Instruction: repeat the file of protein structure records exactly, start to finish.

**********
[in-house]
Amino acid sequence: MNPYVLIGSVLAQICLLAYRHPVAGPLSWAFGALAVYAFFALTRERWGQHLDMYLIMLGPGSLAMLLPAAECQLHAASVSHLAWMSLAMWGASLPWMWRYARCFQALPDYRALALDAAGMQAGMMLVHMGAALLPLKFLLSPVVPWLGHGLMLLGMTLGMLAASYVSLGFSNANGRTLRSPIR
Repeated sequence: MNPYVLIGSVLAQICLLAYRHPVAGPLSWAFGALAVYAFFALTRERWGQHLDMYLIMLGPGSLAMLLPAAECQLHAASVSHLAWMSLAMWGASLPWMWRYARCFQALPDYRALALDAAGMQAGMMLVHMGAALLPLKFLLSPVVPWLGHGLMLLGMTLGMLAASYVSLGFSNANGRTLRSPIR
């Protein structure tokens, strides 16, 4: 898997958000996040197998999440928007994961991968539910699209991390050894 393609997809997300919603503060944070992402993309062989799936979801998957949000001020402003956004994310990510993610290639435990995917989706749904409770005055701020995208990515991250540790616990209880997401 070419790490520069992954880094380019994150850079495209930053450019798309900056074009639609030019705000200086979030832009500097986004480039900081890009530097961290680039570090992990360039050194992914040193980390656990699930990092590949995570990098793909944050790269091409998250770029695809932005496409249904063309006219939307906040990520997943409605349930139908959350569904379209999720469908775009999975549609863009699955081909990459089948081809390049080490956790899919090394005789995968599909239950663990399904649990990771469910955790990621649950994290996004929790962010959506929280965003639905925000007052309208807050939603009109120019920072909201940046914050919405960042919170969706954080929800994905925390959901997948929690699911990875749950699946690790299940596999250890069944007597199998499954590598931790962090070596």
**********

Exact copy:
[in-house]
Amino acid sequence: MNPYVLIGSVLAQICLLAYRHPVAGPLSWAFGALAVYAFFALTRERWGQHLDMYLIMLGPGSLAMLLPAAECQLHAASVSHLAWMSLAMWGASLPWMWRYARCFQALPDYRALALDAAGMQAGMMLVHMGAALLPLKFLLSPVVPWLGHGLMLLGMTLGMLAASYVSLGFSNANGRTLRSPIR
Repeated sequence: MNPYVLIGSVLAQICLLAYRHPVAGPLSWAFGALAVYAFFALTRERWGQHLDMYLIMLGPGSLAMLLPAAECQLHAASVSHLAWMSLAMWGASLPWMWRYARCFQALPDYRALALDAAGMQAGMMLVHMGAALLPLKFLLSPVVPWLGHGLMLLGMTLGMLAASYVSLGFSNANGRTLRSPIR
């Protein structure tokens, strides 16, 4: 898997958000996040197998999440928007994961991968539910699209991390050894 393609997809997300919603503060944070992402993309062989799936979801998957949000001020402003956004994310990510993610290639435990995917989706749904409770005055701020995208990515991250540790616990209880997401 070419790490520069992954880094380019994150850079495209930053450019798309900056074009639609030019705000200086979030832009500097986004480039900081890009530097961290680039570090992990360039050194992914040193980390656990699930990092590949995570990098793909944050790269091409998250770029695809932005496409249904063309006219939307906040990520997943409605349930139908959350569904379209999720469908775009999975549609863009699955081909990459089948081809390049080490956790899919090394005789995968599909239950663990399904649990990771469910955790990621649950994290996004929790962010959506929280965003639905925000007052309208807050939603009109120019920072909201940046914050919405960042919170969706954080929800994905925390959901997948929690699911990875749950699946690790299940596999250890069944007597199998499954590598931790962090070596």